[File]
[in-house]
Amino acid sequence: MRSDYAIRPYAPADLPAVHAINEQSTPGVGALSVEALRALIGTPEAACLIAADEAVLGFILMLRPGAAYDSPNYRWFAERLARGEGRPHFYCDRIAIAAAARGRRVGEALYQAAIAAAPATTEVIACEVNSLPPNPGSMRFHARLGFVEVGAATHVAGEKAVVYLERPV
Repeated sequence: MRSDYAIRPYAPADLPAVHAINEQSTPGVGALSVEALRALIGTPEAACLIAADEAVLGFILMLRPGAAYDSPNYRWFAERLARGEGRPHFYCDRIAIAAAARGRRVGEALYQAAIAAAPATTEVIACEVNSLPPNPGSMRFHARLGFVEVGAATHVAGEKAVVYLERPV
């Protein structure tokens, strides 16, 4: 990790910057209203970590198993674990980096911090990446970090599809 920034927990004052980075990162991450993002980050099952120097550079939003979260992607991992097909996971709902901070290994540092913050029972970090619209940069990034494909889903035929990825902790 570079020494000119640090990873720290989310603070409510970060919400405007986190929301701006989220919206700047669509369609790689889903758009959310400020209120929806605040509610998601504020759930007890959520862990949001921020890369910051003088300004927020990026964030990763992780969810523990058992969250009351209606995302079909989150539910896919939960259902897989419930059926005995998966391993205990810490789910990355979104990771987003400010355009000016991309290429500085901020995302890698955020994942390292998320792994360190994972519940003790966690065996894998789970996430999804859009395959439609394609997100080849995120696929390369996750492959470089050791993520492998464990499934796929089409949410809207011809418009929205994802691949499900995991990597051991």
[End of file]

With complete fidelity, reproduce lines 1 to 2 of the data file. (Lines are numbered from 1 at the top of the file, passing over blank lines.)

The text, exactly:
[in-house]
Amino acid sequence: MRSDYAIRPYAPADLPAVHAINEQSTPGVGALSVEALRALIGTPEAACLIAADEAVLGFILMLRPGAAYDSPNYRWFAERLARGEGRPHFYCDRIAIAAAARGRRVGEALYQAAIAAAPATTEVIACEVNSLPPNPGSMRFHARLGFVEVGAATHVAGEKAVVYLERPV